With Thanksgiving nearing, the UH community share the things about the semester that they’re most thankful for. Perseverance describes the way faculty, staff and students are handling the school year despite experiencing many changes like the soft opening at the start of the semester. “I am thankful for how students have demonstrated their awareness and empathy through well-informed and specific presentations,” said women’s studies professor Bridget Fernandes. With the transition from online to in-person this year, students shared their thankfulness to the professors that made the semester worth it. “I am most thankful for the support that these professors provide us during our classes,” said communication sciences and disorders senior Jacquelyn Rendon. “Having those office hours, taking time to talk with us and of course, those professors that provide letters of recommendation.”

Gerald Sastra/The Cougar

A challenge for Rendon has been applying for grad school and she is thankful for the professors willing to advise her and help her with the steps

along the way. The faculty shared their eagerness to be back on campus and enjoy the newfound time to socialize with students

in person. “I’m most thankful for being able to work with and see students on campus this semester,” said assistant director of wellness programs Frances Nguyen. “While I was grateful to be able to work from home during the pandemic, it makes me happy to be able to interact with all of our wonderful students. I’m also grateful for pie, obviously.” For some, holidays hold a special place as they prepare to spend time with their loved ones that they might have not seen in a while. Being able to get together with family since the pandemic is what many UH faculty, staff and students are most thankful for during this semester. “I know (COVID-19) isn’t over but I’m glad the numbers are going down somewhat and we have the vaccine and I can spend the holidays with my mother who is getting older,” said reference librarian Shane Hands. “It’s been a year and a half since we (were last able to) so it’s going to be a great holiday.”

4 | Wednesday, November 17, 2021






The meeting that turned the 2021 UH football season around JAMES MUELLER


After blowing a 14-point lead to Texas Tech in the season-opener, the Houston football captains, specifically Donavan Mutin, Deontay Anderson and Hasaan Hypolite, gathered the entire team together and spoke to them after the first practice following the loss. They were tired of losing and refused to let the 2021 season turn out like the first two seasons under Dana Holgorsen had. “We were tired of losing,” Anderson said when describing that meeting. “Our whole objective was we’re not losing no more. Period. That’s it. We’re not losing no more.” Quarterback Clayton Tune remembers this meeting vividly, saying he saw new kind of team after that meeting Mutin called that meeting the “turning

Marcus Jones has been eletric for UH in all facets of the game this season. | James Schillinger/The Cougar

point” of the 2021 season for the Cougars. And its impact has been evident on the field even sense, as the Cougars have shown a new kind of energy and confidence on their way to stringing nine consecutive victories and clinching a spot in the American Athletic Conference Championship Game. Tune has been lights out, showing improved decision making as well as turning busted plays into highlight reels with his legs. The offensive line has made progress week after week, giving Tune more time to make throws and opening up huge holes for the UH running back duo of Alton McCaskill and Ta’Zhawn, who have torn defenses apart in recent weeks. The UH defense’s front seven has wreaked havoc on opposing quarterbacks. The secondary has continued to come up with interception after interception. Marcus Jones has dazzled in the return game, forcing teams to avoid kicking to him at all costs. “From that moment we haven’t skipped a beat,” Mutin said. “There’s been ups and downs, peaks and valleys but we haven’t skipped a beat.” While bombarded by plenty of outside criticism, the belief that this team could not only be the best in the AAC but nationally relevant has always been within the UH locker room, according to Mutin. Now it’s paying dividends as the Cougars are proving their doubters wrong, accomplishing what they knew they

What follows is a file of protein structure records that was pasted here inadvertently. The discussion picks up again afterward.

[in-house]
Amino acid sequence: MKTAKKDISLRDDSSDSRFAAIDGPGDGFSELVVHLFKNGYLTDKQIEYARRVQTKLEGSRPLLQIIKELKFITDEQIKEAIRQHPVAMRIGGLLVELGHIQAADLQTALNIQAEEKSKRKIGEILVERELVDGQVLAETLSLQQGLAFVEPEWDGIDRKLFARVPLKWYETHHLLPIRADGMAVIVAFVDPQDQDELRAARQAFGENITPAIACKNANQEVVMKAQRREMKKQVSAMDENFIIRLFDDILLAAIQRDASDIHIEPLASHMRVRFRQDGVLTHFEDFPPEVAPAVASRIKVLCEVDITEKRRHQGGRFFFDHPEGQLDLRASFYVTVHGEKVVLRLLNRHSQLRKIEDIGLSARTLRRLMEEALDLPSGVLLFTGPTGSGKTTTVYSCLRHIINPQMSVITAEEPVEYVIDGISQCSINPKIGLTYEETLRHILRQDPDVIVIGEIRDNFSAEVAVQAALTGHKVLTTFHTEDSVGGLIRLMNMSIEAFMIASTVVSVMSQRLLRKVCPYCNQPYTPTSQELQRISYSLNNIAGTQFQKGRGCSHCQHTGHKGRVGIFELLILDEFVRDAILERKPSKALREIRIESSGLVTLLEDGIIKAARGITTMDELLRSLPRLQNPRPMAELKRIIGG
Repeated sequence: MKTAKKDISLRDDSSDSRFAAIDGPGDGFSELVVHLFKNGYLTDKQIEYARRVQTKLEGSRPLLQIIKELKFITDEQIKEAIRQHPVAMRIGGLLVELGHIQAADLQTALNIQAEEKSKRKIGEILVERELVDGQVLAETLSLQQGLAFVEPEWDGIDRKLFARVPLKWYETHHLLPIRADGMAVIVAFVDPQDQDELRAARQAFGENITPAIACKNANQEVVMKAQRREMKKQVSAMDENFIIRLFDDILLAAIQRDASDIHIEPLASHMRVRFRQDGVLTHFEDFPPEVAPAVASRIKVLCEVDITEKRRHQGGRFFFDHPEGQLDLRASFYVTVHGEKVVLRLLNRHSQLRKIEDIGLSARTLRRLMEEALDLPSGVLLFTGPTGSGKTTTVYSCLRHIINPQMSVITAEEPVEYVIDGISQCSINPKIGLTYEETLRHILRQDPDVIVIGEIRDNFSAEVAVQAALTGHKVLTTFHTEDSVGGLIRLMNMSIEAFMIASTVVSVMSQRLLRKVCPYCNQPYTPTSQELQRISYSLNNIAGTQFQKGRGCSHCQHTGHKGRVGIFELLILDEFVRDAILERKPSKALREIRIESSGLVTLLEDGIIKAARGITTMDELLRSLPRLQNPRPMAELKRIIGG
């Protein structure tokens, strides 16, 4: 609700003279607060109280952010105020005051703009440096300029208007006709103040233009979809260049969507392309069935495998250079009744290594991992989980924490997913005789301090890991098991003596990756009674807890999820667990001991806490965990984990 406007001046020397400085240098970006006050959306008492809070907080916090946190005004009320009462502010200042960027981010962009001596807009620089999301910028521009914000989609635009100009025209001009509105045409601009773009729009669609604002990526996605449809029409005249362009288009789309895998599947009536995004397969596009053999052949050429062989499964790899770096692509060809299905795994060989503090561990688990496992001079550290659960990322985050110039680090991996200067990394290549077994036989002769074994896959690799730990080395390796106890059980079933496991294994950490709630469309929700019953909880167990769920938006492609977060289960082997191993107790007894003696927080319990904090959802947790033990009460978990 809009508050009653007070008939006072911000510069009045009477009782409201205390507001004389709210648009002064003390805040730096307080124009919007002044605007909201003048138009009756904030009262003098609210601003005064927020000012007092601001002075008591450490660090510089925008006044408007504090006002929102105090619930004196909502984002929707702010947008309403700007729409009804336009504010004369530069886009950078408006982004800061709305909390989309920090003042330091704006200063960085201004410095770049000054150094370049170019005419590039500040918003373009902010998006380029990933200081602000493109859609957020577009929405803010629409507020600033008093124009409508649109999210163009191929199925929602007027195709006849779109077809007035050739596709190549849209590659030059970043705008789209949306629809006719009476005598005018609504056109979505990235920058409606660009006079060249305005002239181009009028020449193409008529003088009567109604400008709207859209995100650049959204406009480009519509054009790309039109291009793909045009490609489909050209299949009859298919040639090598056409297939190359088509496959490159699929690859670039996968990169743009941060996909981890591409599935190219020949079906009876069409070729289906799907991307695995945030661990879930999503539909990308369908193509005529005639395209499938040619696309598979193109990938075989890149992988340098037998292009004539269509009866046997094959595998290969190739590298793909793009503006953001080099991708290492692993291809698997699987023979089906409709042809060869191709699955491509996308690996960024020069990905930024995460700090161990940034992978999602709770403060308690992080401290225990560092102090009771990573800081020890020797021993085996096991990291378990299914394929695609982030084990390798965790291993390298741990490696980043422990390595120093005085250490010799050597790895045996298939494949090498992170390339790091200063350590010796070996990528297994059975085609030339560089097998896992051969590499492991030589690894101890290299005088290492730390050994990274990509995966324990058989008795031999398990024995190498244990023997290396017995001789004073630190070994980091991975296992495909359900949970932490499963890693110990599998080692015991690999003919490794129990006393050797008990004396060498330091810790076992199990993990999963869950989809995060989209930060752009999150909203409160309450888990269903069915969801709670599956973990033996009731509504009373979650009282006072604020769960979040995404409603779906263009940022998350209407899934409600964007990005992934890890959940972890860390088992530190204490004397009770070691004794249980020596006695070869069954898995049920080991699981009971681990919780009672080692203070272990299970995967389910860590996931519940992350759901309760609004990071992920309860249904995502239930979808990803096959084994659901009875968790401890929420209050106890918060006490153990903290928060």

Junior linebacker Donavan Mutin was one of a few Cougars who spearheaded a team meeting after week one that the team says turned the 2021 UH football season around. | Courtesy of UH athletics

were capable of each week, no matter the opponent. The Cougars believe this is just the tip of the iceberg for what the program will accomplish. “This is what’s supposed to happen,” Mutin said. “This is what we grinded for, sacrificed for, came together for, built a better bond for.” Getting to the conference championship is just the first of many goals the Cougars

have this season. While UH is proud of this accomplisment, the team refuses to settle. Playing in the conference championship game isn’t good enough. The Cougars intend to win it. “Our goal is to go win it,” Anderson said. “We’re grateful to clinch a spot, but we’re going to go win it.”